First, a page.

Abused children are set up for failure from the very beginning. They are rarely given the tools that they need to succeed in tis world, and then we are going to blame them for not being able to make it? That is crazy. The very best time that life has to offer to them has been taken away via a violent and disruptive childhood. If I had gone through all of that as a kid I would think that I would have a terrible time as an adult too.

  • Pearl


    August 24th, 2011 at 10:47 PM

    Children that have been subjected to abuse tend to reflect back the behavior in later years..This is both seen and is proven by various studies..It’s not only important to prevent child abuse because it is abuse but also because it is going to morph into various other thongs later in the life of that child.

  • clarence


    August 25th, 2011 at 4:19 AM

    being exposed to violence or things like that would surely mess up a child’s mind.that is the reason why we have ratings for movies,why we don’t shout or hurl abuses in the presence of a child and other things.no parent would want to expose his child to such things.

  • L N

    L N

    August 26th, 2011 at 4:31 AM

    Putting someone down or abusing someone more and more is only gonna make them more resilient and could well make a monster out of a child!

  • Sandra Carswell

    Sandra Carswell

    August 29th, 2011 at 4:34 PM

    Is that or could that heightened cortisol level be one of the “signs” I keep hearing about when a kid is too violent for his own good or ultimately brings a weapon to school?

    What a tragedy it would be if this could be a way of testing those children to spot them ahead of time and we didn’t do it!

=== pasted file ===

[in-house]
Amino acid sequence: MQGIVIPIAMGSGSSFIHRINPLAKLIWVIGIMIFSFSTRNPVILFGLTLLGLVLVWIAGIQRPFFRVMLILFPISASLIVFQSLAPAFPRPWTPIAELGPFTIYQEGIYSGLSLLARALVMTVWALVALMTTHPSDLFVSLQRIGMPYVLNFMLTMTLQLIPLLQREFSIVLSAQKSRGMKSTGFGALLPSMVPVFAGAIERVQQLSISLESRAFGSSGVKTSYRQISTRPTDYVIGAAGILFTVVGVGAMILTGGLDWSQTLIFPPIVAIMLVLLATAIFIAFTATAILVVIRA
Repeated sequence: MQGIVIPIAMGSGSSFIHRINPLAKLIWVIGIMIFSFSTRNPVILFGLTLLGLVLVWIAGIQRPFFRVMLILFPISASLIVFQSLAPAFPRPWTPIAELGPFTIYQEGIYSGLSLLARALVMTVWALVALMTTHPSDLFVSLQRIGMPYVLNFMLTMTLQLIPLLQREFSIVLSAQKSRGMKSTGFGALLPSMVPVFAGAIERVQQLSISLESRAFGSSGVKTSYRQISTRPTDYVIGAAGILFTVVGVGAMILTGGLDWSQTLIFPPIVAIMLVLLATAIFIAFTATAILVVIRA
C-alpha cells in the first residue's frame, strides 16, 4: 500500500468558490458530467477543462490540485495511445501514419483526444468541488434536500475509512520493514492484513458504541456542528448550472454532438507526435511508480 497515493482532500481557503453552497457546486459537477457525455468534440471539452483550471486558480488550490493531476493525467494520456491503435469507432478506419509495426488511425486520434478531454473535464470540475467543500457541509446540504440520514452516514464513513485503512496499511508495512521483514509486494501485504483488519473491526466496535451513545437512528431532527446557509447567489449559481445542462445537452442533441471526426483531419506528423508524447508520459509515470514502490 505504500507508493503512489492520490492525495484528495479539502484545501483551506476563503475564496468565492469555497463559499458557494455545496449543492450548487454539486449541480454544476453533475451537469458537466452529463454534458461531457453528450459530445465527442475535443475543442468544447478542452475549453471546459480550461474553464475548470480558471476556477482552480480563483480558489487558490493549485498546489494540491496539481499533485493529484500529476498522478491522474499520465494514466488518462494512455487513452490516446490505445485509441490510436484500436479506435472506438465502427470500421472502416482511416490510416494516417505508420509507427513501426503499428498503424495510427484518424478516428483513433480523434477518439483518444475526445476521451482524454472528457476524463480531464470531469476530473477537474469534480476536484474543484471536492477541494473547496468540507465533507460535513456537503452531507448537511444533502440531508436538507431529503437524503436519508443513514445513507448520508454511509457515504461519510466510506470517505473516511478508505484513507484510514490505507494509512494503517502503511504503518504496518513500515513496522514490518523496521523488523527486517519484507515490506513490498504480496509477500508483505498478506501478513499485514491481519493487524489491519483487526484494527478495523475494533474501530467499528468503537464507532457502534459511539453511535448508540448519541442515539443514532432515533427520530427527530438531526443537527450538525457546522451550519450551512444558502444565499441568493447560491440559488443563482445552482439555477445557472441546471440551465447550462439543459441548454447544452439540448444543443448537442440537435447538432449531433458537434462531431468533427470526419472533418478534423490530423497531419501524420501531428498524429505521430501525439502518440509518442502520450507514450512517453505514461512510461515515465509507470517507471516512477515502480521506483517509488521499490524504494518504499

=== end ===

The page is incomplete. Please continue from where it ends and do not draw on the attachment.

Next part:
• Sonny Ballard

    Sonny Ballard

    August 29th, 2011 at 5:35 PM

    Too true, abuse increases your stress levels to breaking point very quickly especially if you’re very young. Unresolved stress has the habit of making any of us, adults and children, aggressive and out of control from time to time. It can also make us distance ourselves from the pack. I withdraw more than I act out when I’m depressed and anxious.

  • Bart Falconer

    Bart Falconer

    August 31st, 2011 at 10:22 PM

    This may be an anomaly, but I realized one day that the more affluent students at my old school were also the most aggressive. It’s like they thought themselves untouchable because Daddy was a big shot. Many of the poorer students may not have had money, but they had manners and were nicer to be around.

    It would be interesting to see this same study carried out at a summer camp for rich kids to see what their cortisol levels were like, and ascertain the effects of being raised rich on a child’s levels too.

  • Shaun Kerrigan

    Shaun Kerrigan

    September 3rd, 2011 at 8:58 PM

    I’ve always said that the most violent and disruptive kids in schools are the ones with problematic parents and from a broken home, with abusers, absent parents and so on.

    This reinforces what I have been saying for the past twenty years. That home environment affects their physical makeup as that research demonstrates, so why not mentally too?